I have been redesigning cameras using wood solely as a hobby for years now, and have one evening decided to gather up my favorite ones and upload them to an Instagram account I have created. The reason behind this decision was to have all my favorite pieces in one stack, and to share them with people with similar interests — however to be honest I had not thought of selling either of them.
Up until the past year or so I have been keeping them all to myself but after seeing the vast number of analog enthusiasts reaching out, and the possibility to spread what I love doing, I have slowly started to give in. I am now in such a lucky situation — having reached this stage that I can work with and get help from other talents I’m surrounded with, slowly allowing us to respond to inquiries and even come up with new ideas and projects together.
What's your favorite thing about it?
My first and very favorite thing about it was the realization of how many people are equally passionate about analogue photography, and to find such a huge community that may in a way be inspired by what I do.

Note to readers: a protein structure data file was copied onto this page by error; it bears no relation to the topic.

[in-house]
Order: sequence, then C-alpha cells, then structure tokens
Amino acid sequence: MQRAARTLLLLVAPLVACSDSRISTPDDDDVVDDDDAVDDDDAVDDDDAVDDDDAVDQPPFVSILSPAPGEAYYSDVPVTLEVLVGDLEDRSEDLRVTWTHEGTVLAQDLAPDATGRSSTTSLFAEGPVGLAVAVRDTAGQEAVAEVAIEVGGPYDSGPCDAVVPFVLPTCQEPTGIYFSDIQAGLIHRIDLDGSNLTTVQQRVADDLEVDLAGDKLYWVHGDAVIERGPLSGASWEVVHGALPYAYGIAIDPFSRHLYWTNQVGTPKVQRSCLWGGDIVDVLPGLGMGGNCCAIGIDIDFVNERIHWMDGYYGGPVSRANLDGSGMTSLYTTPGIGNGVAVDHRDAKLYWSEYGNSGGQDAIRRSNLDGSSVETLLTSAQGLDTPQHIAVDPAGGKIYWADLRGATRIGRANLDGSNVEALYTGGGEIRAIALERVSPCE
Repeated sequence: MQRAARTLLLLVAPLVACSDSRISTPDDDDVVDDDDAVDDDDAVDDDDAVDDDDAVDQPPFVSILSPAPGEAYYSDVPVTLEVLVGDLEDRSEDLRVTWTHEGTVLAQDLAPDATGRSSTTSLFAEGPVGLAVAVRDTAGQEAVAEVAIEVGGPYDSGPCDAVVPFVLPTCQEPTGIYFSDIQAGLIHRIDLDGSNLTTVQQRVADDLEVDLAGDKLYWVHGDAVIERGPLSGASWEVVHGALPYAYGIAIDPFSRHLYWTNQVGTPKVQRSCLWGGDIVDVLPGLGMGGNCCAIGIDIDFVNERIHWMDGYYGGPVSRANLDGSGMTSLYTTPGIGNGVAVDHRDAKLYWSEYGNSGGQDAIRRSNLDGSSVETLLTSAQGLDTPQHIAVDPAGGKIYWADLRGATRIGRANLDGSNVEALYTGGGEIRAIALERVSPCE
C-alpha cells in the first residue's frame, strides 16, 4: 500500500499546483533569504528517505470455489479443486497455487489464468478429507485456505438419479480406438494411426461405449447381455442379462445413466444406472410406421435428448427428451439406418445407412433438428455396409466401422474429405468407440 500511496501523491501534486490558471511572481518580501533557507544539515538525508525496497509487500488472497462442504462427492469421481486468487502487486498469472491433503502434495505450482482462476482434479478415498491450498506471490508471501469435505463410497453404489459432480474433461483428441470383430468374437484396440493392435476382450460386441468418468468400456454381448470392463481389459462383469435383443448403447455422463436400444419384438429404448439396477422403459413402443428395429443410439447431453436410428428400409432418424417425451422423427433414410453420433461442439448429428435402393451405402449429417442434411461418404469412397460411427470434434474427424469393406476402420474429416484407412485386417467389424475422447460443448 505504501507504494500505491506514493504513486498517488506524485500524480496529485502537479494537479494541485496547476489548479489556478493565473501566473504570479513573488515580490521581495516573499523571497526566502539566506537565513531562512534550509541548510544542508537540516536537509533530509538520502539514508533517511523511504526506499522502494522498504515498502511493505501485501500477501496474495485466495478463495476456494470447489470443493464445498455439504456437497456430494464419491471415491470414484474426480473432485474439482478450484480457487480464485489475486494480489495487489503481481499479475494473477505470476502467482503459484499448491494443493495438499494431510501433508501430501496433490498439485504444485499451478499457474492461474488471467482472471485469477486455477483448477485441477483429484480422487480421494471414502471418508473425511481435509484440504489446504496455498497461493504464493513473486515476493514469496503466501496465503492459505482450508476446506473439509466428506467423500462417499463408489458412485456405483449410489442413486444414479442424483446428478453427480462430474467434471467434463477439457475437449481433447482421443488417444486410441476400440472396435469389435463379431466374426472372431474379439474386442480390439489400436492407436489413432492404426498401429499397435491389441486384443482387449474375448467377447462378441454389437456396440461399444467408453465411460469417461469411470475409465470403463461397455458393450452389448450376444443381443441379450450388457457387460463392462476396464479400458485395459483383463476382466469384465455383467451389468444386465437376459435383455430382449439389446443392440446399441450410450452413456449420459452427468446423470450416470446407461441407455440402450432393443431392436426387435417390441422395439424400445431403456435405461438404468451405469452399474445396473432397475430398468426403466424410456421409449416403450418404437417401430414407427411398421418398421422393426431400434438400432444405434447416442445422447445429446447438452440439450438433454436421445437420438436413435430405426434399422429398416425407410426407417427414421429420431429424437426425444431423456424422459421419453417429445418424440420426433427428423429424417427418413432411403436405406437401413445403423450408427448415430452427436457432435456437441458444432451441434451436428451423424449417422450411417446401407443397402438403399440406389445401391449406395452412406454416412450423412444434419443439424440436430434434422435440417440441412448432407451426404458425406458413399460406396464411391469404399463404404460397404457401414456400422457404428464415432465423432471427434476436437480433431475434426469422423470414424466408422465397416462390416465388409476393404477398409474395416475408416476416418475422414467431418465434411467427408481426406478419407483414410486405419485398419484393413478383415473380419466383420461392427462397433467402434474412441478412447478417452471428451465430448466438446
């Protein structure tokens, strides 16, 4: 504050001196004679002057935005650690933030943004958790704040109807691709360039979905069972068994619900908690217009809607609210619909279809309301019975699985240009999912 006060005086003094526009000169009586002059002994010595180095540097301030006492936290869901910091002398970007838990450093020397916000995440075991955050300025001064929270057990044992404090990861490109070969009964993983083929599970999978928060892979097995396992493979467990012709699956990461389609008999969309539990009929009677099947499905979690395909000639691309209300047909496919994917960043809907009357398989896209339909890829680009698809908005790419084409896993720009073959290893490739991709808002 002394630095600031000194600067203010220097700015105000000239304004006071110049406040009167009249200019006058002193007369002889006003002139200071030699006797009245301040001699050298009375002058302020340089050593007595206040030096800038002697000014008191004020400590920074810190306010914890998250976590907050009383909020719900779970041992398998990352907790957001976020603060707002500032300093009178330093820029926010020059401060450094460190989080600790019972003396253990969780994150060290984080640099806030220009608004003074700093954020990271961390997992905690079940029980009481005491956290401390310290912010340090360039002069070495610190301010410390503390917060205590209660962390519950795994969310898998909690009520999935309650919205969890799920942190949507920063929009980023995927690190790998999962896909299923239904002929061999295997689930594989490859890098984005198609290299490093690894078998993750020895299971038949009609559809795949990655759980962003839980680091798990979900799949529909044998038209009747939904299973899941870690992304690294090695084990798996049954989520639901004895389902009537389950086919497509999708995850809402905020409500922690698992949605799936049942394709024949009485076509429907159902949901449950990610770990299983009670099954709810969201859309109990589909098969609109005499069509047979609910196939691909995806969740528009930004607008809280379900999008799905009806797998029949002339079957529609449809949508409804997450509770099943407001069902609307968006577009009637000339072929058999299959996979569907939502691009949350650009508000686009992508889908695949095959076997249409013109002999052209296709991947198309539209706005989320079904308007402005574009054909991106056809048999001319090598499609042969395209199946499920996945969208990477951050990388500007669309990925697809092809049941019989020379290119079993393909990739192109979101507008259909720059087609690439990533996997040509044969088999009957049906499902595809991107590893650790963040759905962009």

Your cameras are just gorgeous analogue pieces. The fine wood grain, good glass, and metal really blend well together. What's your favorite creation so far?
It is really difficult to choose a specific camera that was my favorite so far, as all of them are unique in various ways — some due to their shape, some due to the pattern used. What I love about them all, is that once having finished working on a piece, they all end up somewhere they’re valued. Since each camera is hand finished, it is quite impossible to make two identical designs.
Talk us through your process. How long does it take to build a Dora Goodman camera?
There are two approaches to this question actually. From one side there are the cameras that I either purchase/receive from the owner, and redesign it by the unique addition of the wooden layers, and then there are the cameras that I work on with several talents, and are built/designed from scratch. When working on customizing an existing camera, it pretty much depends on the design and complexity of the customization - it can range between one workday and pretty much un-trackable amount of workdays. :)